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Laboratory leadership starts with accurate benchmarking and a focus on people

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Maintaining quality during a pandemic starts with standardising best practice, according to experts at Medlab Middle East.

One of the most important factors to successfully navigate through uncertainty is to be prepared, said Dr Patrick Godbey, founder and laboratory director at Southeastern Pathology Associates. Speaking remotely from Brunswick, Georgia, Dr Godbey explained how benchmarking best practices helps keep labs in check, even at times of uncertainty.  

“Pandemic preparedness comes from having the knowledge and support from worldwide experts. Accredited labs receive clear guidance on the verification and validation of their practices. The most significant changes you’ll see is in quality management and infection control,” he said.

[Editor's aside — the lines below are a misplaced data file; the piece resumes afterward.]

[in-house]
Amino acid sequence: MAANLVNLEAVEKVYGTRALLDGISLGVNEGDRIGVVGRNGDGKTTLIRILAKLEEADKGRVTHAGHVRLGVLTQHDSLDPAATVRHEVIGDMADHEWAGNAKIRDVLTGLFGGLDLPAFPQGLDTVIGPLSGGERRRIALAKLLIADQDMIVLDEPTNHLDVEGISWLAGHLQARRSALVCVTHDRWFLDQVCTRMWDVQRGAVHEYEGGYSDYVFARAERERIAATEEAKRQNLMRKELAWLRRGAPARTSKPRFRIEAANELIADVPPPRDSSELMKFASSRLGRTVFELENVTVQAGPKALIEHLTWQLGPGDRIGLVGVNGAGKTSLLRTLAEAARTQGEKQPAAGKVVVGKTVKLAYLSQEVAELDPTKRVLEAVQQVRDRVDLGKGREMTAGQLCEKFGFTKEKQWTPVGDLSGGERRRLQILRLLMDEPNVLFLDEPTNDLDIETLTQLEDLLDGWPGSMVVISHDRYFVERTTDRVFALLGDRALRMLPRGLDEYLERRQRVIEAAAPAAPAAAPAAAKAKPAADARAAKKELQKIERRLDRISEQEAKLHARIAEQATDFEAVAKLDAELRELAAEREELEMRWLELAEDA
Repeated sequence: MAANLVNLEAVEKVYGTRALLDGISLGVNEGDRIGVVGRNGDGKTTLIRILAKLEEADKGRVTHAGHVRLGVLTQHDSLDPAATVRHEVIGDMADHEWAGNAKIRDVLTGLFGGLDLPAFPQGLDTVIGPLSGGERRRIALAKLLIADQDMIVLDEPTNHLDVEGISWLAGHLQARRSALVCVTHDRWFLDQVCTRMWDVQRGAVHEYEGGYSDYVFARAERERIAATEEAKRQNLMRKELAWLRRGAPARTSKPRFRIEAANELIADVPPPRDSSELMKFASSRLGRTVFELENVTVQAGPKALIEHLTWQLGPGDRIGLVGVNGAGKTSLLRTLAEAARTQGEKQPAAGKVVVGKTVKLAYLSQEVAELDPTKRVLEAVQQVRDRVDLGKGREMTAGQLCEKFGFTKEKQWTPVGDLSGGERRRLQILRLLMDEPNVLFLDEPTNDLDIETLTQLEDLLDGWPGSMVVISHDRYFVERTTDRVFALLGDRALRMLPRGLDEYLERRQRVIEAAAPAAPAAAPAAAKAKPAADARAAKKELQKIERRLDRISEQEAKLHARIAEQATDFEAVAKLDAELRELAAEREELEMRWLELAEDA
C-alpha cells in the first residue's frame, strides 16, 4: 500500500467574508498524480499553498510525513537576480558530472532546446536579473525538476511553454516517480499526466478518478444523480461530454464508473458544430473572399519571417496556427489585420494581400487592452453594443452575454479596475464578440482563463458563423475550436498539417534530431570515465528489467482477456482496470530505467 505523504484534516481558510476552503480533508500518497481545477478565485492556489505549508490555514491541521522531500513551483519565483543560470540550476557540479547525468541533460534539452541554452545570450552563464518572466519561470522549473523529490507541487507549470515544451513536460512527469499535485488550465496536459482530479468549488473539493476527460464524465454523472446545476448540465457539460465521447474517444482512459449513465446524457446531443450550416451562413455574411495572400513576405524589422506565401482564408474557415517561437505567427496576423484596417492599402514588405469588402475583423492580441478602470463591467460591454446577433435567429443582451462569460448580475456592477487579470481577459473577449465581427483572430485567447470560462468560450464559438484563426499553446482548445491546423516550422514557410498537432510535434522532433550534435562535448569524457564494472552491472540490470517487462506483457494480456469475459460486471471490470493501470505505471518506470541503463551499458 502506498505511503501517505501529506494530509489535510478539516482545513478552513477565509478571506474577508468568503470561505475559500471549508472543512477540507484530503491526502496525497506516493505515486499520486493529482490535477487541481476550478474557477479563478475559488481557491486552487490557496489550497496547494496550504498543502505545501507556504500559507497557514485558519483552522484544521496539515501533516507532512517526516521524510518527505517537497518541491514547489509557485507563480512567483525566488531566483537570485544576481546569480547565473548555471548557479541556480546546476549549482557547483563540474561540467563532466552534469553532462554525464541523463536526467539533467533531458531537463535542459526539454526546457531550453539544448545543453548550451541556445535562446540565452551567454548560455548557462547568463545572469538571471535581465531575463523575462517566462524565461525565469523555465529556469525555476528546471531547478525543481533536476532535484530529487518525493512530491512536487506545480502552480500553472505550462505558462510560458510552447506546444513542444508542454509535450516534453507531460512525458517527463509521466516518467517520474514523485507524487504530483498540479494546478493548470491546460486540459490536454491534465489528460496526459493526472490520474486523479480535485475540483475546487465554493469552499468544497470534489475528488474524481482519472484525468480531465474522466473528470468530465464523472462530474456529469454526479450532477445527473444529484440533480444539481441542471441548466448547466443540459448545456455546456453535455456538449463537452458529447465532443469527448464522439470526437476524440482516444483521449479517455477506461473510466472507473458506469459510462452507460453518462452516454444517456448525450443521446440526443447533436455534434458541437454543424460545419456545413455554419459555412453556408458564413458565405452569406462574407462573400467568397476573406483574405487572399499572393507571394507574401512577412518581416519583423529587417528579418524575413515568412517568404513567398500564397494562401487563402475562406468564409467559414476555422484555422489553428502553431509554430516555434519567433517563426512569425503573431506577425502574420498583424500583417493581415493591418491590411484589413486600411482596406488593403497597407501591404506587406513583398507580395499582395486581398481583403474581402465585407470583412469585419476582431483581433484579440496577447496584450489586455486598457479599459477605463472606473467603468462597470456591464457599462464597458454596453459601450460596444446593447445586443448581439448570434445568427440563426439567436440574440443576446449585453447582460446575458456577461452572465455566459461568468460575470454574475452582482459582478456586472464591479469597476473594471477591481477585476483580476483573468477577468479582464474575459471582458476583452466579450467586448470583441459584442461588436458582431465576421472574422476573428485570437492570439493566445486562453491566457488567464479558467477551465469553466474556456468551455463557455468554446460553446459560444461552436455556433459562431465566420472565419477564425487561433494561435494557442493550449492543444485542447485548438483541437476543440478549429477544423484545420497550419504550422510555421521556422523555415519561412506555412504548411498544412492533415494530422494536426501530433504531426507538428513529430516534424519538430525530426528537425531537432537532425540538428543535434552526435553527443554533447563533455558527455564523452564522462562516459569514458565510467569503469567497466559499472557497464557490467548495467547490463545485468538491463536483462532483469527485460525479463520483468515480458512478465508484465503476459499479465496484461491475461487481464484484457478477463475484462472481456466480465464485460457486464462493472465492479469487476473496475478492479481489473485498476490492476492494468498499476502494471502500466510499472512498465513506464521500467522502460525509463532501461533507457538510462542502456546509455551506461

Dr Godbey is also president of the College of American Pathology (CAP), which explains his advocacy for accreditation and standardisation, particularly for Covid-19 testing. “The foundation of good healthcare is a high quality laboratory. A quality lab that can provide diagnostic confidence comes from preparedness and proficiency testing and external quality assessment (EQA),” he explained. “And not just any accreditation, one built with the expertise of practicing pathologists using a model of guidance of what to do and how to do it,” he added. 

EQA or proficiency testing provides benchmarking opportunities based on volume of testing, supply and more. It is important to be able to monitor and compare results and standards across multiple instruments or locations.

For in-person event panellist, Dr Ismail Bakhsh, Consultant Clinical Scientist at National Medical Care Co in Riyadh, a main challenge for laboratories today is that “change sometimes needs to be forced”.